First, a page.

The Five Whys


I first stumbled across the power of the word WHY after reading the book with the wonderful title: The Machine That Changed The World. You could be forgiven for believing that it is a science fiction novel when instead it is the Massachusetts Institute of Technology’s 5-million-dollar, 5-year study, on the future of the automobile – well that’s what is says on the front cover.

Somewhere in those pages the authors describe a fault-finding process first created by Sakichi Toyoda the founder of Toyota Industries. The process is known as the 5 Whys and it is amazing because of its simplicity. Before I talk about the 5 Whys I first want to touch upon the term: cause and effect also referred to as causality.

You see there is only one constant. One universal. It is the only real truth. Causality. Action, reaction. Cause and effect – The Merovingian / The Matrix Reloaded

Causality is the relationship between a series of related events, when one event causes a reaction that then produces another event. It sounds confusing so let me use an example:

A person contracts lung cancer (effect)

A person smokes 20-cigarettes per day (cause)

The key is the knowledge and understanding that the effect cannot exist without the cause. But Sakichi Toyoda wasn’t interested in cancer he was interested in automobiles so let’s use an example that he would appreciate.

The tyre is flat (effect)

The correct tyre pressure was not maintained as per the maintenance schedule (cause)

OK, so I don’t have a clue about cars! So without going all Aristotle on your arse I hope you can grasp the basic premise of Cause and Effect or Causality? Sakichi Toyoda understood the importance that effect cannot exist without cause and so it was effect that was causing his company to lose revenue. To solve this problem he created the 5 Whys process to help his employees understand the cause and effect relationship and identify the root problem (the birth of cause). No 100-page dossier needed on this amazing process because like I said earlier it is so simple.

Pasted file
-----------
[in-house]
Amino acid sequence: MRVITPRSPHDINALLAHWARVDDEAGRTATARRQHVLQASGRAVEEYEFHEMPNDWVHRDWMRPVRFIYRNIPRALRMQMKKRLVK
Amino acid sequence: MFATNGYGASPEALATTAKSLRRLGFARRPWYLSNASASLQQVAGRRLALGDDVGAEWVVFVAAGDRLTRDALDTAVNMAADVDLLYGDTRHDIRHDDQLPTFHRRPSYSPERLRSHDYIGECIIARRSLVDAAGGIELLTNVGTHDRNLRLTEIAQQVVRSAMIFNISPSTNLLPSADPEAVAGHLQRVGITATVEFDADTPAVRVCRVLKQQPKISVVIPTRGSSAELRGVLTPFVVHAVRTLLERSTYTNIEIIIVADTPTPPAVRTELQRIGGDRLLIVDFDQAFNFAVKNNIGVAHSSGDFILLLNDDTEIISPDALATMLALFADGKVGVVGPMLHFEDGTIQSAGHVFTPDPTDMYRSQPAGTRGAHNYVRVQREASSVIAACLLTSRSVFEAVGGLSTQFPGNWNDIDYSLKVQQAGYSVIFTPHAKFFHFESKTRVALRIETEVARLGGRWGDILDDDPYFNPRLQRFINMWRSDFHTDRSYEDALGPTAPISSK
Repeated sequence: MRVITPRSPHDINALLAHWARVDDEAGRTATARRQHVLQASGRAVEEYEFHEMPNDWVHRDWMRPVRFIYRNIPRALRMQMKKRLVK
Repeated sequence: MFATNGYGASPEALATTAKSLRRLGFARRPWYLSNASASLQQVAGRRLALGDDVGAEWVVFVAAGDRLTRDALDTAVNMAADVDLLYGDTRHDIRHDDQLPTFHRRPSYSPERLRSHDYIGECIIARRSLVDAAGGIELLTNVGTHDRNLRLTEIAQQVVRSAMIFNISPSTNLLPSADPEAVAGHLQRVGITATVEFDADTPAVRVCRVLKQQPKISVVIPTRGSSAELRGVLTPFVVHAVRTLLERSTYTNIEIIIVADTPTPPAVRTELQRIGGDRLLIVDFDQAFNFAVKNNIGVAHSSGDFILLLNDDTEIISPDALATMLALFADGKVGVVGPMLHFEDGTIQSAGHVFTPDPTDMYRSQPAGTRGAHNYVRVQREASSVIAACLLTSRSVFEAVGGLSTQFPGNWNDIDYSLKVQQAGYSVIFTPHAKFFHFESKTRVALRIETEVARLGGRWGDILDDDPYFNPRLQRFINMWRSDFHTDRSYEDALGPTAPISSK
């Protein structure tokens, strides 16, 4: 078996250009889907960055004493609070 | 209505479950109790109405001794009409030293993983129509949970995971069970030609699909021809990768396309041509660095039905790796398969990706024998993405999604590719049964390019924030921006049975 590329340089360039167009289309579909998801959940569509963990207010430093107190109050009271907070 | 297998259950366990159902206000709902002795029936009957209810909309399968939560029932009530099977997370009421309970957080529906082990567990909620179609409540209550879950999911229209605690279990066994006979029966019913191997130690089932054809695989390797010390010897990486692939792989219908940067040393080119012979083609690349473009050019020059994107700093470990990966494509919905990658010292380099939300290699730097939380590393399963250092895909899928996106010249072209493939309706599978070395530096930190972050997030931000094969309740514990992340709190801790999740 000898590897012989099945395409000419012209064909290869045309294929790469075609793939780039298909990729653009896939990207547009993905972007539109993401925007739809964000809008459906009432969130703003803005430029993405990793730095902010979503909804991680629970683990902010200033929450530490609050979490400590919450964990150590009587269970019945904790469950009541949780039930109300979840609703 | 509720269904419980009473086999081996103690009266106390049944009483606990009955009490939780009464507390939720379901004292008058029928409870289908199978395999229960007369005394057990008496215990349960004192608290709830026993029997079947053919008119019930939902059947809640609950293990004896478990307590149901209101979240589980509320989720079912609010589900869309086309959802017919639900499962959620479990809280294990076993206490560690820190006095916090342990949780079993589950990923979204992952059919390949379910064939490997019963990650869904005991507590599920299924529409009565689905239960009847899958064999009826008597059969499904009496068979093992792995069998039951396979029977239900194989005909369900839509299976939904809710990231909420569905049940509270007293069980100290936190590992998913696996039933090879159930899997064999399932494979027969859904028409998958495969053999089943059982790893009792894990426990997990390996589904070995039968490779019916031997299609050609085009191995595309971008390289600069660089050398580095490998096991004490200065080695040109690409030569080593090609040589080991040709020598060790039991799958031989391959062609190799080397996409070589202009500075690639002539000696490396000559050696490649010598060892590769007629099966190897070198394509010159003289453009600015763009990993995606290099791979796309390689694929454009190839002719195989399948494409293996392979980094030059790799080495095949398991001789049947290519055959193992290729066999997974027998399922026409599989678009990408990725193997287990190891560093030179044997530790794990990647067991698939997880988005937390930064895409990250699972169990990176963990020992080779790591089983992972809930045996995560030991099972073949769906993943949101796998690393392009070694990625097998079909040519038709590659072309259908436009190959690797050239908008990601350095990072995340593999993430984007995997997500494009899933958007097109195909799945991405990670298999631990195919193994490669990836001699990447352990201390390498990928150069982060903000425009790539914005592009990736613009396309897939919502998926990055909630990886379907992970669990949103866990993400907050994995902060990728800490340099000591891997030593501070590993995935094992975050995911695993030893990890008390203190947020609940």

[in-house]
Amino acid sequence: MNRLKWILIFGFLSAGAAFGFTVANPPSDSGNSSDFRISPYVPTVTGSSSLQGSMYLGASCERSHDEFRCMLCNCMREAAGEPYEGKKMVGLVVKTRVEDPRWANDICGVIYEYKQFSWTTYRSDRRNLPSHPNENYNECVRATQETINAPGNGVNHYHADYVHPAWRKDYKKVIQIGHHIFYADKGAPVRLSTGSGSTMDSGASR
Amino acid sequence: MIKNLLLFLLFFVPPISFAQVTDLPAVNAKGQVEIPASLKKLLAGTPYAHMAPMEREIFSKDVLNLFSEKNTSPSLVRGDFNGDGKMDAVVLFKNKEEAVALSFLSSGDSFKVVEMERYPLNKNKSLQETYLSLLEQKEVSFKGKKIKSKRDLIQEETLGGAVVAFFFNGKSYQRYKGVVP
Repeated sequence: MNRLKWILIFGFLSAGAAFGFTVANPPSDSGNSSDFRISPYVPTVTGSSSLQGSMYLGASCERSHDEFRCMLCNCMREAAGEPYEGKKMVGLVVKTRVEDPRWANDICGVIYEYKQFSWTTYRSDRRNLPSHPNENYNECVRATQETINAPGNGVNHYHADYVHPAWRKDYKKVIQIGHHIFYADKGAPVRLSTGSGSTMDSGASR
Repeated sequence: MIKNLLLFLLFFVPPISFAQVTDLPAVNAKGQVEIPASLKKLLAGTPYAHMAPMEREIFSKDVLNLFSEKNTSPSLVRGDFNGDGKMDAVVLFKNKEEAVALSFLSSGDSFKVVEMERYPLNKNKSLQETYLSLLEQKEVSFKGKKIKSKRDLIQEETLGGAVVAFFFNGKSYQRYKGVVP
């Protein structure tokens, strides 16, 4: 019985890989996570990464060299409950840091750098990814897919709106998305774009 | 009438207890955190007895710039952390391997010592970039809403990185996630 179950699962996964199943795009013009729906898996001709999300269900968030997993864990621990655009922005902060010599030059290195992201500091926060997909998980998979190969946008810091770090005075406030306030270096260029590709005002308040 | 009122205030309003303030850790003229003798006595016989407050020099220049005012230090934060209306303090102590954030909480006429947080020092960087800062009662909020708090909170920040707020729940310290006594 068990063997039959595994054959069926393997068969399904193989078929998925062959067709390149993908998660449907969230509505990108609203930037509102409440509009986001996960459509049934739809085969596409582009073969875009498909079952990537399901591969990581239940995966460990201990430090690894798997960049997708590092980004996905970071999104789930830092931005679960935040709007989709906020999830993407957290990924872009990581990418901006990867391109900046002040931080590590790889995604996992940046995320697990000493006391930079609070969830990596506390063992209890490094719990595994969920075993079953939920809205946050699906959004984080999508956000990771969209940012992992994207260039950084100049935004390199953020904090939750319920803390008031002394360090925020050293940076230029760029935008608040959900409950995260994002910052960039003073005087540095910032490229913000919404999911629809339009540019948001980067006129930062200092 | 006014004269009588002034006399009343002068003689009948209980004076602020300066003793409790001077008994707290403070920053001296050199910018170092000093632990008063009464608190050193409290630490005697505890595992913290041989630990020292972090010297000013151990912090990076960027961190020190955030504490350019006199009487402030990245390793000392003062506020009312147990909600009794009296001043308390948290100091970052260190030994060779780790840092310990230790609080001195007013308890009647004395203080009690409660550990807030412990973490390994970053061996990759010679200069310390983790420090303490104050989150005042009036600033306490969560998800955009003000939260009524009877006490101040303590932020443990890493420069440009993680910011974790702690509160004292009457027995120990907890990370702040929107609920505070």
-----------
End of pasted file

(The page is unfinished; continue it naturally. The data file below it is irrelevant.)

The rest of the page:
If you have children then you would have come across the child who seemingly has their voice box stuck on the word WHY? You may find this annoying (I know I used to) but the child is asking the question to get to the root cause of understanding. This is the process Toyoda taught his employees to use to find root cause. They just kept asking the question WHY? Until they ran out of answers. Toyoda found that you could not ask fewer than 5 WHYS and find your root cause hence the name of the process.

  •  My Cupboard Has Just Collapsed

1. WHY? – Because there were too many books sat on it

2. WHY? – Because I put too many books on there

3. WHY? – Because I didn’t have anywhere else to put the books

4. WHY? – Because I didn’t own a bookshelf

5. WHY? – Because I didn’t buy a bookshelf

I use this silly example because as I type I am lying in bed and my cupboard is next to me. It has a great bow in the middle of it and one of the doors has broken. This is due to the weight of the books that I have placed on it. I was speaking to my Mum about it the other day and we were talking about how cheap and nasty the cupboard was, because it was falling apart, when in fact the true cause is not poor workmanship; it is because I am using it for something it is not designed to do. To fix the cupboard I need to buy a bookcase.

My cupboard has broken (effect)

 I didn’t buy a bookcase (cause)

5 Whys was created to find defects in assembly lines and today it is used to solve all sorts of business problems. I like to use it to solve problems in my personal life. Too many people do not understand the root cause of their feelings and emotions and when you cannot identify root cause you often expend a lot of time and energy fixing the wrong part of the process. A great analogy is to think about a weed growing in your garden. You lazily lop its head off and your garden looks great, but a few weeks later and the weed is back. Every two weeks you expend time and energy lopping off the head of the weeds and curse to the Weed Gods about your bad luck. All you need to do is dig a little deeper and rip out the root.

It is the root that is the problem; everything else is just a symptom.

Do you use a business process to enrich your personal life? What is it?


The inspiration behind this blog post is The Machine That Changed The World. There are direct parallels between the world of business and our daily lives. I believe that we can operate our own personal life in the same way a successful business is run.

I have an interest in seeing how far this goes? How many business processes can translate into making your life more enriched? The 5 Whys process is certainly one of them, so start using it to get to the root of your problems and start ripping them out of the ground.


Photos courtesy of Editor B (cc @

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